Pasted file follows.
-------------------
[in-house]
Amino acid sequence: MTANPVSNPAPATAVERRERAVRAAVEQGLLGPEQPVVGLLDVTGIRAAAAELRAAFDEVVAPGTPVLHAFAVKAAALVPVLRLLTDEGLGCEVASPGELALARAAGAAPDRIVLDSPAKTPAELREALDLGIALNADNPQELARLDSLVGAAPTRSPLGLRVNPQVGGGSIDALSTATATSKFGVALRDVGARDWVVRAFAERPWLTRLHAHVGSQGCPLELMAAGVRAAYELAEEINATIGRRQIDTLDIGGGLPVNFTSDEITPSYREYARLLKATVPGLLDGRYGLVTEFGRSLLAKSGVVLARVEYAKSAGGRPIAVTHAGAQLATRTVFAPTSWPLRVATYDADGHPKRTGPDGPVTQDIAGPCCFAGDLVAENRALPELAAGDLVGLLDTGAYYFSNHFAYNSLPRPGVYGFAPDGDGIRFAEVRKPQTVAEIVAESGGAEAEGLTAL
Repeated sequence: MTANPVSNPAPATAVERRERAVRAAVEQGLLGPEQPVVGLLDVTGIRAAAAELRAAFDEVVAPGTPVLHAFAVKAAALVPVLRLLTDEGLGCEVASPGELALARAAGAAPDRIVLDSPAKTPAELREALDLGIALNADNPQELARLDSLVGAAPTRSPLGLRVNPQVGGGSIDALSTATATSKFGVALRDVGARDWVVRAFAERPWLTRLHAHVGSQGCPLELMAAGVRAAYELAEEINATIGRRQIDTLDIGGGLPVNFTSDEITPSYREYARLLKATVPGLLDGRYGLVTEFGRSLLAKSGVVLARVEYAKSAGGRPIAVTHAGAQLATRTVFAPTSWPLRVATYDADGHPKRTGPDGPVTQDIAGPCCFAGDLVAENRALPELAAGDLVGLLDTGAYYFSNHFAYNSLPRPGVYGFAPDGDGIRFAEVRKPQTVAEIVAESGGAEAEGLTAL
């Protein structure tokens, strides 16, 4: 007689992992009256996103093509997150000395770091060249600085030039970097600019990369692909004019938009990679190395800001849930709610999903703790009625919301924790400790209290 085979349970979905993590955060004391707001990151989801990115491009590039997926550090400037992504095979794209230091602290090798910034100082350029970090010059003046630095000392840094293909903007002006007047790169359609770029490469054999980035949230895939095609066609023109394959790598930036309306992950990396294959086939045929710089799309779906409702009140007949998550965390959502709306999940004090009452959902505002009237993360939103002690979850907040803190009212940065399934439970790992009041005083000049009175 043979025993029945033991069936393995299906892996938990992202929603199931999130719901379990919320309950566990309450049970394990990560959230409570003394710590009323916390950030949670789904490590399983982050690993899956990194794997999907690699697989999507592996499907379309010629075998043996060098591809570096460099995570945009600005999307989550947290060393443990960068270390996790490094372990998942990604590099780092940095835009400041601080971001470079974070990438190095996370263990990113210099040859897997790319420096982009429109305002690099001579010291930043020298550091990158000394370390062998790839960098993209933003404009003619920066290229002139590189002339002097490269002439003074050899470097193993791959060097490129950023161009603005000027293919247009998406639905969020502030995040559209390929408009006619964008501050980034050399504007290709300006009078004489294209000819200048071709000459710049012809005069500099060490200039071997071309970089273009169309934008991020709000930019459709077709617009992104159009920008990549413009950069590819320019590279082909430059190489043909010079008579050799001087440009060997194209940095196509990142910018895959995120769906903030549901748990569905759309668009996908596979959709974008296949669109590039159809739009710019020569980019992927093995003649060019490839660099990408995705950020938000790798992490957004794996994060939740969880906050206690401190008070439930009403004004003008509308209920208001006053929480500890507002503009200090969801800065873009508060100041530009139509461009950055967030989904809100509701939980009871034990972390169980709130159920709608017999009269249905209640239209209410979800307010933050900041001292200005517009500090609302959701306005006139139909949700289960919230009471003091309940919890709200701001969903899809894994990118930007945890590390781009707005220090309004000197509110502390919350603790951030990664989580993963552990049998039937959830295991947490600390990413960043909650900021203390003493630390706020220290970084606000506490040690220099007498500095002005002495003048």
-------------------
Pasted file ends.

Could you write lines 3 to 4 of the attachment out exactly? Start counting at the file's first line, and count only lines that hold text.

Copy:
Repeated sequence: MTANPVSNPAPATAVERRERAVRAAVEQGLLGPEQPVVGLLDVTGIRAAAAELRAAFDEVVAPGTPVLHAFAVKAAALVPVLRLLTDEGLGCEVASPGELALARAAGAAPDRIVLDSPAKTPAELREALDLGIALNADNPQELARLDSLVGAAPTRSPLGLRVNPQVGGGSIDALSTATATSKFGVALRDVGARDWVVRAFAERPWLTRLHAHVGSQGCPLELMAAGVRAAYELAEEINATIGRRQIDTLDIGGGLPVNFTSDEITPSYREYARLLKATVPGLLDGRYGLVTEFGRSLLAKSGVVLARVEYAKSAGGRPIAVTHAGAQLATRTVFAPTSWPLRVATYDADGHPKRTGPDGPVTQDIAGPCCFAGDLVAENRALPELAAGDLVGLLDTGAYYFSNHFAYNSLPRPGVYGFAPDGDGIRFAEVRKPQTVAEIVAESGGAEAEGLTAL
């Protein structure tokens, strides 16, 4: 007689992992009256996103093509997150000395770091060249600085030039970097600019990369692909004019938009990679190395800001849930709610999903703790009625919301924790400790209290 085979349970979905993590955060004391707001990151989801990115491009590039997926550090400037992504095979794209230091602290090798910034100082350029970090010059003046630095000392840094293909903007002006007047790169359609770029490469054999980035949230895939095609066609023109394959790598930036309306992950990396294959086939045929710089799309779906409702009140007949998550965390959502709306999940004090009452959902505002009237993360939103002690979850907040803190009212940065399934439970790992009041005083000049009175 043979025993029945033991069936393995299906892996938990992202929603199931999130719901379990919320309950566990309450049970394990990560959230409570003394710590009323916390950030949670789904490590399983982050690993899956990194794997999907690699697989999507592996499907379309010629075998043996060098591809570096460099995570945009600005999307989550947290060393443990960068270390996790490094372990998942990604590099780092940095835009400041601080971001470079974070990438190095996370263990990113210099040859897997790319420096982009429109305002690099001579010291930043020298550091990158000394370390062998790839960098993209933003404009003619920066290229002139590189002339002097490269002439003074050899470097193993791959060097490129950023161009603005000027293919247009998406639905969020502030995040559209390929408009006619964008501050980034050399504007290709300006009078004489294209000819200048071709000459710049012809005069500099060490200039071997071309970089273009169309934008991020709000930019459709077709617009992104159009920008990549413009950069590819320019590279082909430059190489043909010079008579050799001087440009060997194209940095196509990142910018895959995120769906903030549901748990569905759309668009996908596979959709974008296949669109590039159809739009710019020569980019992927093995003649060019490839660099990408995705950020938000790798992490957004794996994060939740969880906050206690401190008070439930009403004004003008509308209920208001006053929480500890507002503009200090969801800065873009508060100041530009139509461009950055967030989904809100509701939980009871034990972390169980709130159920709608017999009269249905209640239209209410979800307010933050900041001292200005517009500090609302959701306005006139139909949700289960919230009471003091309940919890709200701001969903899809894994990118930007945890590390781009707005220090309004000197509110502390919350603790951030990664989580993963552990049998039937959830295991947490600390990413960043909650900021203390003493630390706020220290970084606000506490040690220099007498500095002005002495003048």